Famous Stones

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Famous Stones

Bahia Emerald

Although not Colombian, the Bahia Emerald is a large piece of rough emerald matrix of recent acclaim. Although not of gem quality the emeralds within the matrix are estimated to weigh about 180,000 carats. The stone has been through a decade of arguments and legal battles as to define who is the true owner of the stone. After narrowly escaping its storage vault being flooded in hurricane Katrina, the stone ended up being seized by authorities in Las Vegas. A lengthy legal of claims and appeals made at an LA county court resulted in the stone being awarded to Fm Holdings LLC in June 2015. This is the subject of a National Geographic documentary titled “400 Million Dollar Emerald” that is widely available online.

Duke Of Devonshire Emerald 

At 1384 carats this emerald is reconed to be one of the largest uncut Colombian emeralds in existence. Examination confirms its origin is the Muzo region, its date of discovery combined with its size make it an exceptionally rare gem. It was given (or possibly sold) to the the 6th Duke of Devonshire by Emperor Pedro I of Brazil. It remained in his private collection for another 20 years before making its debut in London at the Great Exhibition of 1851, held at the infamous Crystal Palace. It is currently exhibited in the Natural History museum of London.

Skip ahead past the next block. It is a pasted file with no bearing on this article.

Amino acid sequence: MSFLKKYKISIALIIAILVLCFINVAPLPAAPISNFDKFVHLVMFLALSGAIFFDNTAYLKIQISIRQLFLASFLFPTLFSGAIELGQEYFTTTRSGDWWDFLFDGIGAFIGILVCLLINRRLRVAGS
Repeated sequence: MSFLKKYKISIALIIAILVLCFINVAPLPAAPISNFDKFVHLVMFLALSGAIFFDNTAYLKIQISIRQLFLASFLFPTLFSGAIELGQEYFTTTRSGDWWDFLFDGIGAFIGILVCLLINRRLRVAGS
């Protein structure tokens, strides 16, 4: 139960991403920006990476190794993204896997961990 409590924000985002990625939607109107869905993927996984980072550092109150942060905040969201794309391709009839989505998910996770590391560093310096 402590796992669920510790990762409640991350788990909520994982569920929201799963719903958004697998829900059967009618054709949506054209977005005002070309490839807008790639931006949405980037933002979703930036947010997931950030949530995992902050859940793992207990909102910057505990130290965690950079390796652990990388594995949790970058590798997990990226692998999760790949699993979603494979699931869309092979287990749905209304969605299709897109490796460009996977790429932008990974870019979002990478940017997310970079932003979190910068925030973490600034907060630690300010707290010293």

Galachea Emerald

The Galacha Emerald was discovered by miners in the La Vega de San Juan mine in Gachalá, Colombia, in 1967. The La Vega de San Juan mine is near the more widely known Chivor mine, both are located in Colombia’s eastern emerald belt some distance from the mines at Muzo. At 858 carats the stone is large by any measure and is now in the collection of the Smithsonian in Washington D.C.

Itoco Emerald

The recently discovered Itoco emerald was unearthed in 2009 at the La pita mine in Boyaca. This crystal of 472 carats was on display at the GIA museum in Carlsbad for six months, an accolade few gems can aspire to. The name “Itoco” was gleaned from the name of a river in the Muzo region that produced the crystal. Due to the demand for cut stones internationally in the modern market it is very unusual for such a large fine crystal to remain intact.

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